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am i mad???

Discussion in 'New Riders and Riding Tips' at netrider.net.au started by crash_tester, Oct 5, 2006.

  1. i have very limited riding (on road) experience
    but i think my fist bike will be a 06 gsxr 600 or 06 R6

    i have the $$$$ saved up and dont realy want to go the 250cc >600cc then sell/trade the 250 route

    i have ridden a friends cbr250 around a carpark many times and seem to have the slow turns ticked off the list (this weekend i will be test riding a friends cbr900 in the same carpark)

    i have grown up around trail bikes and can ride them pretty well, i know this doesnt help much but i race minimoto's twice a month ( so i have balance :wink: )

    i am booking myself into Qride in a few weeks to get my unrestriced P's (using their bike)

    i wont be a squid either when riding ( i wear full leathers on the minimoto and will do the same on the big bike)

    has anyone else jumped in feet first like im going to do, or am i kidding myself

    oh and im aware the 2 bikes i have picked are fairly powerful but its all to do with the right wrist and i intend on lots of practice and training before i take to plundge and buy the bike
  2. You're 30, with previous bike experience and hopefully mature enough to know either of these bikes can kill you in less than a second of lapsed concentration.

    The Govt only just modified L & P plate drivers to non V8 and turbo cars in NSW, so the Govt think they know what is best for us yet Qld and NSW allow full size bikes to over 30's which I think is a great idea.

    Good luck with the test rides and let us know how you get on
  3. Probably a bit of a death wish buying a R6 for your first bike, not to mention you'll probably drop it/crash it soon. Being a shiny new bike and faired it's not going to be fun fixing it either.

    Unless your extremely comfortable with the bike, I would stay away from it. Just get a cheapy for a bit.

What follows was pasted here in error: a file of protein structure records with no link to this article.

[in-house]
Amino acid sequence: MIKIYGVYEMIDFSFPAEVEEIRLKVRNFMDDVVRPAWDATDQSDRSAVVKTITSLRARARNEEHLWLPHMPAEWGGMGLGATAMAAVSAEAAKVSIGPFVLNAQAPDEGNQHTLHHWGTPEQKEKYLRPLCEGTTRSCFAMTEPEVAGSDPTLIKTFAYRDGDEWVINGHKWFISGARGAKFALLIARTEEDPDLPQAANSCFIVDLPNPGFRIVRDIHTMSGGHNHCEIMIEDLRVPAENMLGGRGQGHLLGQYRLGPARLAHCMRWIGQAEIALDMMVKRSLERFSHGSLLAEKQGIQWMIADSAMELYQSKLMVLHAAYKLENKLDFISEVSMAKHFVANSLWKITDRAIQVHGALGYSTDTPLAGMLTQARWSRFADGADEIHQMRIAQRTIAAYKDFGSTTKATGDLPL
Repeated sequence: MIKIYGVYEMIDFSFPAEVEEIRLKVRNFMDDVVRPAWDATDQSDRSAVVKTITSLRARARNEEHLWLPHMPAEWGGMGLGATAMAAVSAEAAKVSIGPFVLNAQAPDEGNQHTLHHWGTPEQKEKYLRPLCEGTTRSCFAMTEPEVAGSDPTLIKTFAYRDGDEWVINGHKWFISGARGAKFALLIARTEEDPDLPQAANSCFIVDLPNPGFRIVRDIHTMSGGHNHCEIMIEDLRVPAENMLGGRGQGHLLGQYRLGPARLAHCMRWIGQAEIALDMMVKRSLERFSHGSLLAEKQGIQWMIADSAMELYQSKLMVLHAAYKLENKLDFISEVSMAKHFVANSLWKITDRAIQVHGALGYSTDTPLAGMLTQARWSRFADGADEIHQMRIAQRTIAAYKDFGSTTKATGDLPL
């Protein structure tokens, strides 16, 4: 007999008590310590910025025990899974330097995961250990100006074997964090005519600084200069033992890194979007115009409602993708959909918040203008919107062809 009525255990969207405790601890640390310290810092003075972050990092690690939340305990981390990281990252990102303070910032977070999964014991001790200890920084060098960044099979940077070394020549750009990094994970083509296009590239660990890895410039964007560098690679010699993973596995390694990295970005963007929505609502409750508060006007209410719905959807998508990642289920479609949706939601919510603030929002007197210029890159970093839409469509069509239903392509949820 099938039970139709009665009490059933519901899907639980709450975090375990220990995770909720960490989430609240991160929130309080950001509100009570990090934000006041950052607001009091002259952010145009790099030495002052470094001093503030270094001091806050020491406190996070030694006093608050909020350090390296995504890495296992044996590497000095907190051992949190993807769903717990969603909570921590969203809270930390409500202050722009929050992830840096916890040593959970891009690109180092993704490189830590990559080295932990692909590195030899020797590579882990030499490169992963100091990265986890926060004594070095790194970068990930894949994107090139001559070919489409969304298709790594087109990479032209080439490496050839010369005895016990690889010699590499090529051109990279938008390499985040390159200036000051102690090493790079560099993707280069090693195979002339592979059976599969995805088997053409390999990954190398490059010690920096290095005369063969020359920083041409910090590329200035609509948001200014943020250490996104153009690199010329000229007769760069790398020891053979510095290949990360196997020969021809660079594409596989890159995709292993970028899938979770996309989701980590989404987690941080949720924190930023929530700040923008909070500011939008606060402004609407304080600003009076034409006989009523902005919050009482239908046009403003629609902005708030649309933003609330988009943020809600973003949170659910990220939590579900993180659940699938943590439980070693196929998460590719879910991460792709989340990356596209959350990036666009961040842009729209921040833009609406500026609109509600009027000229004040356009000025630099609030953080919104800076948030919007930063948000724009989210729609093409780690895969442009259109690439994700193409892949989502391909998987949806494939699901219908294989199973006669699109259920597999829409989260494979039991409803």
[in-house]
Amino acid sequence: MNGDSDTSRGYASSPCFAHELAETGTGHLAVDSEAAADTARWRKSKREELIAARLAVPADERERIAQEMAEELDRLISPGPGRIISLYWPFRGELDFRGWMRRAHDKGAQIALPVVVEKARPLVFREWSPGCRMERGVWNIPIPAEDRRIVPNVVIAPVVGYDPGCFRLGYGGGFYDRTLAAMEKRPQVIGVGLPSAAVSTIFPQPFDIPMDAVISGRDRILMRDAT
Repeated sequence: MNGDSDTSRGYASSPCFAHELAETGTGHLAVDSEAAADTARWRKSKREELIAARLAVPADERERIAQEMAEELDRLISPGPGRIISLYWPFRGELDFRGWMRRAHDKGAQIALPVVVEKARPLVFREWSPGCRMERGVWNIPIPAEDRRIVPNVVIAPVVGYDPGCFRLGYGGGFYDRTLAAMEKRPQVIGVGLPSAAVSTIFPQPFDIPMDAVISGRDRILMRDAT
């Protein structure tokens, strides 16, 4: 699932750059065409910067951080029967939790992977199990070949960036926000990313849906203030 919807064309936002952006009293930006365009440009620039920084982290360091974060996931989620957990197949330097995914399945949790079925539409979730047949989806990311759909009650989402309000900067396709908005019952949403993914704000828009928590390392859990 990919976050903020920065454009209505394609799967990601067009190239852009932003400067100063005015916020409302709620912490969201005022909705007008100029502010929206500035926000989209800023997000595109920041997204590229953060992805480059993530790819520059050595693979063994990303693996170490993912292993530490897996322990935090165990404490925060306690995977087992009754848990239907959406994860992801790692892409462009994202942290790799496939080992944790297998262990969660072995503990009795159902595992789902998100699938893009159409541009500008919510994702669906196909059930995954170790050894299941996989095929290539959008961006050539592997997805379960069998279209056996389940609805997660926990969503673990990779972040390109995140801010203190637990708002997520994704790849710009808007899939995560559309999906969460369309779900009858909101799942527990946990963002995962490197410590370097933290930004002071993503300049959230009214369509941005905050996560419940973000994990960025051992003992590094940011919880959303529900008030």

4. i suggest just getting a reliable shit box on ebay to get your on road experience down pat before you go all out.

    i have an 06 R6, and beleive me, it aint that easy sticking to the limits.
  5. Bundy hasn't really got anything terribly challenging in the way of roads, and the nearest set of twisties at childers + paradise dam aren't terribly challenging either. So I guess taking it easy will be enough for ya.

    Oh yeah, invest in some oggy knobbs when you get the new bike, will save a lot of headache when you do that dreaded first drop ;)
  6. As toecutter said - just recognise what they can do.

    Personally, ive got a 600RR, and a ZZR250 - still on restrictions. I take the RR out maybe twice a week and the only reason i dont ride it more-legalities.

    The RR is MUCH MORE comfortable for me - it feels safer, im completely comfortable riding it and i can control my right wrist with ease (so far). So thats sweet.

    I would suppose that your experience riding other bikes would easily be equivalent, if not more so, to my zzr riding. Youve got more years road experience than me and so you wouldnt have to worry about that.

    I think you'd be fine.
  7. depends what sort of rider u are? i just jumped on a 1000cc from a 250. still gettin used to it 3 months on and i have to ride it like a grandma mostly. its true what they say 250.. 600.. 900.. 1000 is best. but it certainly can be done. i think the word is respect and lots of it. the alternative being mess and speeding tickets
  8. the bike wont leave the showroom without them :oops:
  9. go the big bike. 250s have small crappy brakes. it's safer to be on a bigger bike as you may need to spit out of trouble or brake hard.

    you are old enough to go for a ride without [wanking] showing off to someone you never met walking on the foot path.
  10. Up your way I'd opt for something you can fang off road as well...
  11. well i took the 900 for a ride and was s'prised how easy it was to ride :shock:

    i couldnt do any slow u-turns due to very narrow road (+ i didnt trust myself, bike felt top heavy)

    i practiced stopping and starting and found it very easy to do without getting and wobbles

    i ran the bike up to 80k's then slowed down to 40 and weaved left-right,looking at where i wanted the bike to go and put it on the mark